Friday, January 20, 2006

Pomegranate khoresh

I lived in Strasbourg for five years and several weeks before leaving it, I made a list of all the things I wanted to eat one last time and fix in my memory. Naturally, items tended towards Alsatian specialties but there was one exception: poulet au grenadine (chicken pomegranate) from a corner Persian grocery/takeout. Because of its drab and muddy appearance I was not tempted to try it for a long time. But one day I did and immediately fell for the unexpectedly glamorous flavors, sweet and savoury with alluring notes of sour, and an intriguingly nutty, grainy texture.

From time to time I get a craving for the elusive taste of that stew. Luckily I came across Najmieh Batmanglij's New Food of Life: Ancient Persian and Modern Iranian Cooking and Ceremonies. The recipe is uncomplicated but produces seductive results.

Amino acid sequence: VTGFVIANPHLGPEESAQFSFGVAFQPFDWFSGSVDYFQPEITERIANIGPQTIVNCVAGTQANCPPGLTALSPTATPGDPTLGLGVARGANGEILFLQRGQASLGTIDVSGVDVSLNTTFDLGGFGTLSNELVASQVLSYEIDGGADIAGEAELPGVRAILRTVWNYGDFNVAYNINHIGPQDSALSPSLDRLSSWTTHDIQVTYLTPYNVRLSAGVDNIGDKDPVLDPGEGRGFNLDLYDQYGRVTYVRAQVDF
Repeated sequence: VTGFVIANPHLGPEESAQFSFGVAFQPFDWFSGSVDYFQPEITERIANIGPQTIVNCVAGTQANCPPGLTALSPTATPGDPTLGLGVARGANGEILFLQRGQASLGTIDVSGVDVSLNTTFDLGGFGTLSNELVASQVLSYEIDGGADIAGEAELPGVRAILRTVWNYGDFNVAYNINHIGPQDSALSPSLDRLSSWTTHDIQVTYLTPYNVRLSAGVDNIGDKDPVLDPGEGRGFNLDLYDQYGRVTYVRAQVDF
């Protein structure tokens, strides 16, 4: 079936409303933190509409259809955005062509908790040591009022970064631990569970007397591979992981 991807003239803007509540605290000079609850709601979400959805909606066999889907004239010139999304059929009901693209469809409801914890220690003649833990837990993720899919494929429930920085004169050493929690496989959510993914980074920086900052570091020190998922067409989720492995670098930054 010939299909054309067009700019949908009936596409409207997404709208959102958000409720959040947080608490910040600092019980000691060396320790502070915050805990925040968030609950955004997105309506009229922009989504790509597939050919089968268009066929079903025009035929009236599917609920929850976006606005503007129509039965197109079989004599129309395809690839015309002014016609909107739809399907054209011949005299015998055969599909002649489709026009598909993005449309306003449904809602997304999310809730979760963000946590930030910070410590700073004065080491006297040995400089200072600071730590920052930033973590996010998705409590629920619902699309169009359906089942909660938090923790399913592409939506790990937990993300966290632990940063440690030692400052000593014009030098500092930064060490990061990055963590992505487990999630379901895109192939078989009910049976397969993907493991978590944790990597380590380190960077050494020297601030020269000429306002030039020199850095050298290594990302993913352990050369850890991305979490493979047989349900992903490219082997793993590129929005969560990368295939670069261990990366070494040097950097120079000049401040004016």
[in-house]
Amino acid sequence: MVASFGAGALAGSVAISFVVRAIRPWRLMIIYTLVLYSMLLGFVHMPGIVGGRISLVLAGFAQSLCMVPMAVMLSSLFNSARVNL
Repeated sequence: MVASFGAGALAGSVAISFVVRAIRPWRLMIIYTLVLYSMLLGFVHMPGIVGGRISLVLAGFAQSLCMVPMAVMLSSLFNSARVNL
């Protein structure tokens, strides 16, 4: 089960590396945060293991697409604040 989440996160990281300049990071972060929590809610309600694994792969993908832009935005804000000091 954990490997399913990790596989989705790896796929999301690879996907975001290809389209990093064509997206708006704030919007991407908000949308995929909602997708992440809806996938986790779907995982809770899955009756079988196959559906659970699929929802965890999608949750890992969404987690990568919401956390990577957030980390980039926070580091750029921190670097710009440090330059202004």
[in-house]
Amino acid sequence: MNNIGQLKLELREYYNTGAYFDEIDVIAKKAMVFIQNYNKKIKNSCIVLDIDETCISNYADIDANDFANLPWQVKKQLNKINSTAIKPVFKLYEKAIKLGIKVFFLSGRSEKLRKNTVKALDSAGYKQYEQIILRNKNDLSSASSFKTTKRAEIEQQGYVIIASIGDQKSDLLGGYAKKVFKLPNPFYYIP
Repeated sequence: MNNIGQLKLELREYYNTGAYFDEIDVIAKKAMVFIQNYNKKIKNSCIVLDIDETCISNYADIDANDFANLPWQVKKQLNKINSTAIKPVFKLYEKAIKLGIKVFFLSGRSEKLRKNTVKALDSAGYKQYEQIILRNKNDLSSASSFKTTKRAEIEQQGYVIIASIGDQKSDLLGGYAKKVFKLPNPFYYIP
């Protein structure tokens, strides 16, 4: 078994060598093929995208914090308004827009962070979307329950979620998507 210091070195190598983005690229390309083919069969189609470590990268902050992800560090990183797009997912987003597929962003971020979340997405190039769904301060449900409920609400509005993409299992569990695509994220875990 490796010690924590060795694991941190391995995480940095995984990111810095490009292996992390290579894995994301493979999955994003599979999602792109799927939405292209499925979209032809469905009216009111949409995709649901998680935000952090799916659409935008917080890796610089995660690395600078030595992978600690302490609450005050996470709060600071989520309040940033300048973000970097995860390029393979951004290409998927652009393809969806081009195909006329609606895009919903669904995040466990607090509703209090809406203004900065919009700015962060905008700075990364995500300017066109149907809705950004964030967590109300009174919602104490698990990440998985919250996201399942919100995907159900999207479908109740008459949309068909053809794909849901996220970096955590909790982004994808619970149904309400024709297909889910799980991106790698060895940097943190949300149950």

Khoresh-e fesenjan

-1 tablespoon ghee (clarified butter)
-2 onions, thinly sliced
-1 pound chicken thigh or duck breast, cut into pieces
-1/2 pound shelled walnuts
-4 cups pomegranate juice
-2 tablespoons sugar
-1 teaspoon salt
-1/2 teaspoon cinnamon

Heat the ghee over medium heat, fry onions. Add meat and brown. Toast and grind walnuts, add pomegranate juice, sugar, salt and cinnamon. Combine everything in a pot and simmer over low heat, about 40 minutes, until the liquid obtains smooth consistency. Serve with rice.

Wednesday, January 18, 2006

magnificent Persian rice